The talk ended just on time, and Hollywood left to pick up the 11:30 tour. We ran into him again later as he led the group around, enthusiastically retelling stories from the history of the fort.
We returned to the boat for lunch, and were thankful for the Igloo dispenser of cold water on the dock. We also took a brief restroom break, as the only bathrooms on the island are on the Yankee Freedom (aside from a vault toilet available to campers when the boat is gone). Then we dove into the various lunch offerings – three kinds of bread ready for your choice of turkey, ham, tuna salad, cheeses, lettuce and tomatoes, sliced cucumbers, peppers and pickles, and fruit salad. There was also a selection of individually bagged chips, cans of Pepsi, bottles of water and a few other drink options.
After lunch, we went back to the table where we had left our things (there are no lockers on the island or the boat and they are proud to report no thefts!) and retrieved our National Park pass to get our passport stamp from the visitor’s center, just to the right of the sally-port (main door). The employee there explained how the Underground Railroad stamp came to be on the Dry Tortugas stamp stand (he didn’t really think it was significant, as several slaves had once attempted to escape but were captured and returned). We then started exploring the fort, starting out on the ground level and working our way up! Not only are there a number of cannons remaining, but you can see evidence of all the places the cannons once sat, working hard to protect the fort and the men inside and the ships docked in its harbors.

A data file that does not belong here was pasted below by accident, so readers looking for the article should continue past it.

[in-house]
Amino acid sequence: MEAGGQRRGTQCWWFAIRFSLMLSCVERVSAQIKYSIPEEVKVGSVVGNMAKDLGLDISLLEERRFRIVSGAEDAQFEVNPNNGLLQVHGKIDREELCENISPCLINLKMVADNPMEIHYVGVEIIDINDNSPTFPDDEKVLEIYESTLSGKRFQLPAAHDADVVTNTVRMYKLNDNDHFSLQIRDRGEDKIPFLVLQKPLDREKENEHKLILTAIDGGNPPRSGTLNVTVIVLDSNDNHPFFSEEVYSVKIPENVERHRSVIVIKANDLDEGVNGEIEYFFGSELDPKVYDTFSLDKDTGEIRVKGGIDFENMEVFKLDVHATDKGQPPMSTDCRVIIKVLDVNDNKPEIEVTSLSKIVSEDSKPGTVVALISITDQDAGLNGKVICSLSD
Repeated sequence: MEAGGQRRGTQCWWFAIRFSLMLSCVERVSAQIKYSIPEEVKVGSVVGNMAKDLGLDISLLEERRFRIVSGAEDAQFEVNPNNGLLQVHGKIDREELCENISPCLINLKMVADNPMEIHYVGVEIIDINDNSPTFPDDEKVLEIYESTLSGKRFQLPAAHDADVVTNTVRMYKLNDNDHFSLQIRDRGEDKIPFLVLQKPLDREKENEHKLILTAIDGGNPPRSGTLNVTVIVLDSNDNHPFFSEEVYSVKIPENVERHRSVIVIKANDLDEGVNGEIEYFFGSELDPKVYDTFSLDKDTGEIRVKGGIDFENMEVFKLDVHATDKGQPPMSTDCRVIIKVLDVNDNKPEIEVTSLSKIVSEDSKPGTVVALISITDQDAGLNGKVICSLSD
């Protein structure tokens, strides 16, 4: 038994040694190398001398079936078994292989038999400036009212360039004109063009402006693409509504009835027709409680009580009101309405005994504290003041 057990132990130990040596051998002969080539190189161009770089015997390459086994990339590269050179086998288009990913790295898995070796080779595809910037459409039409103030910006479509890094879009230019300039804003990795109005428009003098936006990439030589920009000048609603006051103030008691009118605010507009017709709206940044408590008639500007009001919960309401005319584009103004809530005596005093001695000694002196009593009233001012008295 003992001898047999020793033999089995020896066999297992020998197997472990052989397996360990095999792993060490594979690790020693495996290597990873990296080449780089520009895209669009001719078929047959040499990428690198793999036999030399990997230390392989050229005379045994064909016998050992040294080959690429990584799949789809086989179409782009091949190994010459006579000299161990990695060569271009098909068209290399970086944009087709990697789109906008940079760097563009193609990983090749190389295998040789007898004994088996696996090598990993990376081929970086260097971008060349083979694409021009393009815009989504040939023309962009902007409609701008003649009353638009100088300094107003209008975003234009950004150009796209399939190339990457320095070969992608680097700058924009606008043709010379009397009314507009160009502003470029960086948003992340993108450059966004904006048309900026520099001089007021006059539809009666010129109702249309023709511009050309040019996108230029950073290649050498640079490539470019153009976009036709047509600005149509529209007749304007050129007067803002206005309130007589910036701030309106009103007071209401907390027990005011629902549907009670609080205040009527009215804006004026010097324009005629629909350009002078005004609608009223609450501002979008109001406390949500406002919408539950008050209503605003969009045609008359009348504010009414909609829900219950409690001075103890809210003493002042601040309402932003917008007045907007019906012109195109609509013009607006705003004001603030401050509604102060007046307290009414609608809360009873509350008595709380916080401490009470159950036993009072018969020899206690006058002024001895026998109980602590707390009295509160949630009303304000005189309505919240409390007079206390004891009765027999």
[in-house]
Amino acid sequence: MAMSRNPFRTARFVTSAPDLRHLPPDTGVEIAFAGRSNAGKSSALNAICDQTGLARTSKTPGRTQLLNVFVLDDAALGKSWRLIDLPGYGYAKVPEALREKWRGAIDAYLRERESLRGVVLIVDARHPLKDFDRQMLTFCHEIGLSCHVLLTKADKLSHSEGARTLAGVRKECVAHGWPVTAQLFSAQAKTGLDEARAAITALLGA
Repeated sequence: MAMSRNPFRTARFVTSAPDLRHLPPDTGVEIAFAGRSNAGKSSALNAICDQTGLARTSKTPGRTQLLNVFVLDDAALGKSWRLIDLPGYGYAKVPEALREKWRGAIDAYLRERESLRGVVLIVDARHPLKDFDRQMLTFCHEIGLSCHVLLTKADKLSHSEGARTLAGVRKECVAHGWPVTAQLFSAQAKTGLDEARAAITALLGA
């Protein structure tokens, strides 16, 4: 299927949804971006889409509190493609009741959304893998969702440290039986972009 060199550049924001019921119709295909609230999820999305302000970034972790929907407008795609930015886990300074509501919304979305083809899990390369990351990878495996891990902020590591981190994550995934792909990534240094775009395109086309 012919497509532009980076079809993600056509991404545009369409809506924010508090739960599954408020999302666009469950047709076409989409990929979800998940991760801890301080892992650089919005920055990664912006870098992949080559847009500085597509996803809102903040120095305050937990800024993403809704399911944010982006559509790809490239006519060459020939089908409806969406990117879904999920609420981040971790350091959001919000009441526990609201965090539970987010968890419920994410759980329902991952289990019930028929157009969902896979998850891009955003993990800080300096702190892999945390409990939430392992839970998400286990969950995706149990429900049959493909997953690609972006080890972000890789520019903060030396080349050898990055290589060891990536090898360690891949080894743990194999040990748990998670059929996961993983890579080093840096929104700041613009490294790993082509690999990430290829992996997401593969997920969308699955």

Fort Jefferson was a massive undertaking built over thirty years. Left unfinished, it was turned into a prison including famous individuals such as Dr. Samuel Mudd (the physician who famously treated President Lincoln’s assassin, John Wilkes Booth). There is a sign marking his prison cell on the middle floor, as well as discussing his time there.
The fort has stairs that allow you to reach the middle and top floor (roof). The top floor provides beautiful views of the interior of the fort as well as the surrounding island and seas. If you don’t walk to the roof and take a few pictures of the landscape and sea, then you are missing out! The fort is deteriorating – so be careful around the edges, open windows, and roof. We were warned that a fall could prove fatal since you are hours from a hospital. We ended up spending about an hour walking through the fort.